Hertz, the car rental company that closed its operations in Oklahoma earlier in the year before filing for bankruptcy has a problem—how to get rid of 182,521 cars. But it might present some “good” deals for car buyers.
The Associated Press reported that Hertz must somehow unload the cars because it was part of the $650 million temporary deal Hertz made with its lenders. A filing with the U.S. Securities and Exchange Commission revealed the dilema.
Hertz, which filed for bankruptcy in May, must “dispose of” at least 182,521 leased cars by December 31, 2020, the filing reads. This is part of a $650-million temporary deal the company made with a creditor group, reported The Wall Street Journal.
The deal requires Hertz to pay its asset-backed securities lenders $650 million of rent in equal installments per month from July to December. An unnamed person familiar with the deal told The Journal’s Becky Yerak that this amounts to “about half of what Hertz is contractually obligated to pay.”
They also said that “Hertz is also trying to arrange up to about $2 billion in financing to help it get through chapter 11.”
The Journal reported that the settlement is tentative and still needs to be approved in court.
But, under it, Hertz will have to get rid of 182,521 leased cars, which will leave it with approximately 310,000 leased cars. Hertz will be allowed to retain $900 from each car it sells, according to The Journal. The rest of the money made from selling the cars will go toward repaying the lenders.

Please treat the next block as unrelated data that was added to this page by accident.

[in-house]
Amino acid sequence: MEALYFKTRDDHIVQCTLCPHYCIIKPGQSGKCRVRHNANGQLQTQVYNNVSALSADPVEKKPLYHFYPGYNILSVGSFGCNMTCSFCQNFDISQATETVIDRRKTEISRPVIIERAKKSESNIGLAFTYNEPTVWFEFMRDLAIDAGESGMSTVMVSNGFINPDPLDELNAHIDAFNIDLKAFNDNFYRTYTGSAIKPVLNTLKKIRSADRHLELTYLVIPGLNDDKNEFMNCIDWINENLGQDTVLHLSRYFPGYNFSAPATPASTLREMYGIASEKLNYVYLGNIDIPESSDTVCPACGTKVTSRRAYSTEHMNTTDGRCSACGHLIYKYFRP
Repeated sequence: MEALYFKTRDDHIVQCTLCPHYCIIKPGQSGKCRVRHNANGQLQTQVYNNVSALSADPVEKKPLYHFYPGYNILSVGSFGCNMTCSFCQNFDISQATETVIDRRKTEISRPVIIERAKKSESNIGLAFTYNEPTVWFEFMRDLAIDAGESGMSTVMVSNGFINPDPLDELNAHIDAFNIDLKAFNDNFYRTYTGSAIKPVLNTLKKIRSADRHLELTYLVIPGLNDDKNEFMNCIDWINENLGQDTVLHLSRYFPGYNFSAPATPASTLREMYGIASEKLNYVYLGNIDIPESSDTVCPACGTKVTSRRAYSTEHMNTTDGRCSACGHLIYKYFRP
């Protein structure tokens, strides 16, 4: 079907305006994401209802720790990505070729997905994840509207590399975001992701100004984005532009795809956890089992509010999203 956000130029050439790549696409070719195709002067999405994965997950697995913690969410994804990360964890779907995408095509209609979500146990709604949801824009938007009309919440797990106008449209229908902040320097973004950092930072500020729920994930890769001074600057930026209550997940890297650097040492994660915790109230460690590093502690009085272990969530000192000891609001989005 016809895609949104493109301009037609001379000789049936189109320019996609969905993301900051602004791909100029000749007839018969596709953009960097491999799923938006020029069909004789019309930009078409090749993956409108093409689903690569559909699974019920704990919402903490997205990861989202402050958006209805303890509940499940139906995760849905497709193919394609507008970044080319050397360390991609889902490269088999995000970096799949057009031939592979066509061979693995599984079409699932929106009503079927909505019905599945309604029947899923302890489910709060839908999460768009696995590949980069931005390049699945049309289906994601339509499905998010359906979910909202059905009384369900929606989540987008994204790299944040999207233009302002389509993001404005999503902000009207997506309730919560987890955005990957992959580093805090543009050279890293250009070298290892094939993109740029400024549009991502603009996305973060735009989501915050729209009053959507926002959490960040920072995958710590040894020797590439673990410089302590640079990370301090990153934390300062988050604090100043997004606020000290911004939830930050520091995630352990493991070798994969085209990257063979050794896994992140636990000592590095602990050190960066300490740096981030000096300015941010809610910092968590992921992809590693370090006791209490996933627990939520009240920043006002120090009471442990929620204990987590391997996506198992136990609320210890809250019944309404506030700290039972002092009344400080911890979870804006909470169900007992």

It’s not clear how the cars will be sold — perhaps they’ll be available through Hertz’s own car sales website — but this could be good news for people shopping for a used car. Used car sales have rebounded well during the COVID-19 pandemic while new-car sales are lagging.
In May, before the bankruptcy announcement, Business Insider reported that the rental car giant put more than 20 Chevrolet Corvette Z06s up for sale at steeply discounted prices. They all sold within days.
Hertz laid off more than 400 workers in Oklahoma when it shut down major operations throughout Oklahoma City and Tulsa and its offices at the major airports in the state.
Source: The Associated Press